Step out of the Milky Way for a moment, and you just might get a glimpse of the brilliant disk of stars we call home. it has a strange deformation. Now it looks like the rest of our galaxy is a bit off as well.
A new map of the stars above and below the galactic plane shows its galactic halo: the diffuse globe of gas, dark matter, and the stars surrounding spiral galaxies, is also unstable. Instead of the nice round sphere astronomers expected, the Milky Way’s halo is an oscillating ellipsoid whose three axes have different lengths.
“For decades, the general assumption has been that the stellar halo is roughly spherical and isotropic, or the same in all directions.” says astronomer Charlie Conroy from the Harvard & Smithsonian Center for Astrophysics (CfA).
“We now know that the textbook image of our galaxy embedded within a spherical volume of stars must be discarded.”
Determining the shape of our galaxy is really hard to do. Imagine trying to figure out the shape of a large lake while bobbing in the middle of it. Only in the last few years, with the launch of the European Space Agency’s Gaia telescope in 2013, have we gained a detailed understanding of the three-dimensional shape of our galaxy.
Gaia shares Earth’s orbit around the Sun. Changes in the position of the telescope in the Solar System allow it to measure the parallax of objects in the Milky Way, obtaining the most precise measurements to date to calculate the positions and movements of thousands of distant stars.
Thanks to these data, we now know that the disk of the Milky Way is warped and bent. We also know that the Milky Way has been repeatedly involved in acts of galactic cannibalismone of the most prominent of which appears to have been a collision with a galaxy we call the Gaia sausageor Gaia Enceladus, around 7 to 10 billion years ago.
This collision, scientists believe, created the stellar halo of the Milky Way. The Gaia Sausage was torn apart when it encountered our galaxy, its distinct population of stars scattered across the Milky Way’s halo.
Led by CfA astronomer and PhD student Jiwon “Jesse” Han, a team of scientists set out to better understand the galactic halo and Gaia Sausage’s role in it.
“The stellar halo is a dynamic tracer of the galactic halo”, says han. “To learn more about galactic halos in general, and especially about the galactic halo and the history of our own galaxy, the stellar halo is a great place to start.”
Unfortunately, Gaia’s data on the chemical abundance of halo stars beyond certain distances are not very reliable. Stellar populations can be linked by their chemical abundance, making them important information for mapping the relationship between halo stars.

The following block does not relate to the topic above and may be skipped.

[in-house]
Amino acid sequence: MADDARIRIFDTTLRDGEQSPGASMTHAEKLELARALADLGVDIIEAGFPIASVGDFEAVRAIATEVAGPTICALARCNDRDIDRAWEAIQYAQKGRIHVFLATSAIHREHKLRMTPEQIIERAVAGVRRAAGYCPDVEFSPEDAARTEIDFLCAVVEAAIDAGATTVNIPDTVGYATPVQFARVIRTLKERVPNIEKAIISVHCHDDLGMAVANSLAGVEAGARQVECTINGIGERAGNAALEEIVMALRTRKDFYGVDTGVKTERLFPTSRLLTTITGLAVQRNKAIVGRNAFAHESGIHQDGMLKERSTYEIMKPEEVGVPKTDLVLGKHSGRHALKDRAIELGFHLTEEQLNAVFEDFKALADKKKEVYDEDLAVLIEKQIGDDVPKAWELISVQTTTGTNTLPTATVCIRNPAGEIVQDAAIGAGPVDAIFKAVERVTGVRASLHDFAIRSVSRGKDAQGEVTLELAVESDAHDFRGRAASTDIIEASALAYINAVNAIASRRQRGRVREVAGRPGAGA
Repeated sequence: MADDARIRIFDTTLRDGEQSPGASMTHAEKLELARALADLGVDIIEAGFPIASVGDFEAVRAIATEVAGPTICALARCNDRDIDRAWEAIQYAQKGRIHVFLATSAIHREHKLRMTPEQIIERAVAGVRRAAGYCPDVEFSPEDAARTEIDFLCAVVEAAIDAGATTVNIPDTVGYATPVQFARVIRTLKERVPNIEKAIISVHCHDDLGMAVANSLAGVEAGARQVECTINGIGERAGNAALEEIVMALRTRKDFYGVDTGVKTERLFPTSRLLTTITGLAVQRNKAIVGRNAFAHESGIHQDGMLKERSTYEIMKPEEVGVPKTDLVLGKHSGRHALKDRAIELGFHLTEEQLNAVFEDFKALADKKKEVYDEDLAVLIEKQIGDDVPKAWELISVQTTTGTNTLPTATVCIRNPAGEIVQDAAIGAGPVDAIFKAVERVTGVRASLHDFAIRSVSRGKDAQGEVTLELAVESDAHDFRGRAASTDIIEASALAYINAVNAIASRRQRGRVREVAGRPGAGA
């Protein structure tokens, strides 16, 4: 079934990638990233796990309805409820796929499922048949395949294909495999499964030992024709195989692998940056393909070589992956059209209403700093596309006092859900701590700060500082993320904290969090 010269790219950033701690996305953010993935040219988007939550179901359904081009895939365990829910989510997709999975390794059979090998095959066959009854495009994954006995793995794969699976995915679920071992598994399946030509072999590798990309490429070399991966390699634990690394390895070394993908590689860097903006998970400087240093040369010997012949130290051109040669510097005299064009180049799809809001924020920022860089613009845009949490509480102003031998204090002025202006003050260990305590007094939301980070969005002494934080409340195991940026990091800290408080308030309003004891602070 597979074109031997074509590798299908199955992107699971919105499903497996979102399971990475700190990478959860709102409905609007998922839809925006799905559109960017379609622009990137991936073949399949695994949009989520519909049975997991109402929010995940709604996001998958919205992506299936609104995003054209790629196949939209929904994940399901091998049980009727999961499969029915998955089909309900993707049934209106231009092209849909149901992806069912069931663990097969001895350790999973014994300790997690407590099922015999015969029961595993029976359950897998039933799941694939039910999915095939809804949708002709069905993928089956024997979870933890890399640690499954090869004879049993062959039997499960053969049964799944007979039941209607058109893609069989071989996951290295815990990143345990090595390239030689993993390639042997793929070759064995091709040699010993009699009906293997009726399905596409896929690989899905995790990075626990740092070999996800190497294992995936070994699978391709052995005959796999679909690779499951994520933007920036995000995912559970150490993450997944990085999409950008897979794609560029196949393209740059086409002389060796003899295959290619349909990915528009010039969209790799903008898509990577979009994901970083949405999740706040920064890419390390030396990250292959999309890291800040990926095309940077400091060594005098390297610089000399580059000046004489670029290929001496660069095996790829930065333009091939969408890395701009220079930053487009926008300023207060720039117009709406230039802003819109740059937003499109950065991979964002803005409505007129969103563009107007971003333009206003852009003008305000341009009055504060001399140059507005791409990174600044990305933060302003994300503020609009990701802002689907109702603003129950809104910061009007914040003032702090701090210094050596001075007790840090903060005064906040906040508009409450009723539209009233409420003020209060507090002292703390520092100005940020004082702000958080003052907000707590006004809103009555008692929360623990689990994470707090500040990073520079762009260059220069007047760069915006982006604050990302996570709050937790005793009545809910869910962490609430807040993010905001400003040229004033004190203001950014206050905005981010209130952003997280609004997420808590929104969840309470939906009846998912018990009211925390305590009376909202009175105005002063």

So the researchers added data from a survey called Hectochelle in the Halo at High Resolution, or H3; a terrestrial study that has collected, among other characteristics, chemical abundance data on thousands of stars in the stellar halo of the Milky Way.
Using these data, the researchers inferred the stellar population density profile of the Milky Way halo. They found that the best fit for their data was a football-shaped halo, tilted 25 degrees to the galactic plane.
this fits previous studies who found that the stars in the Milky Way’s halo occupy a triaxial ellipsoid formation (although the details vary somewhat). He also fits the theory that Gaia Sausage created, or at least played a huge role in creating, the halo of the Milky Way. The skewed shape of the halo suggests that the two galaxies collided at an angle.
The researchers also found two clumps of stars at significant distances from the galactic center. They found that these collections represent the apocenters of the initial stellar orbits around the galactic center, the farthest distance the stars travel in their elongated elliptical orbits.
Like a body in orbit speed up in reaching the point closest to its center of attraction, or ‘pericentre’, the apocenter is a point of deceleration. When Gaia Sausage encountered the Milky Way, her stars were thrown into two wild orbits, slowing at the apocenters, to the point of stopping, and simply making that place her new home.
However, this was a long time ago, long enough that the strange shape should have resolved long ago, settling back into a sphere. The steep tilt suggests that the halo of dark matter that binds the Milky Way, a mysterious mass responsible for excess gravity in the Universe, is also highly tilted.
So while it looks like we have some exciting new answers, we also have some exciting new questions. Ongoing and future surveys, the researchers said, should provide even stronger constraints on the shape of the halo to help figure out how our galaxy evolved.
“These are intuitively interesting questions to ask about our galaxy: ‘What is the galaxy like?’ and ‘What does the stellar halo look like?'”, have says.
“With this particular line of research and study, we are finally answering those questions.”
The research has been published in the astronomical journal.
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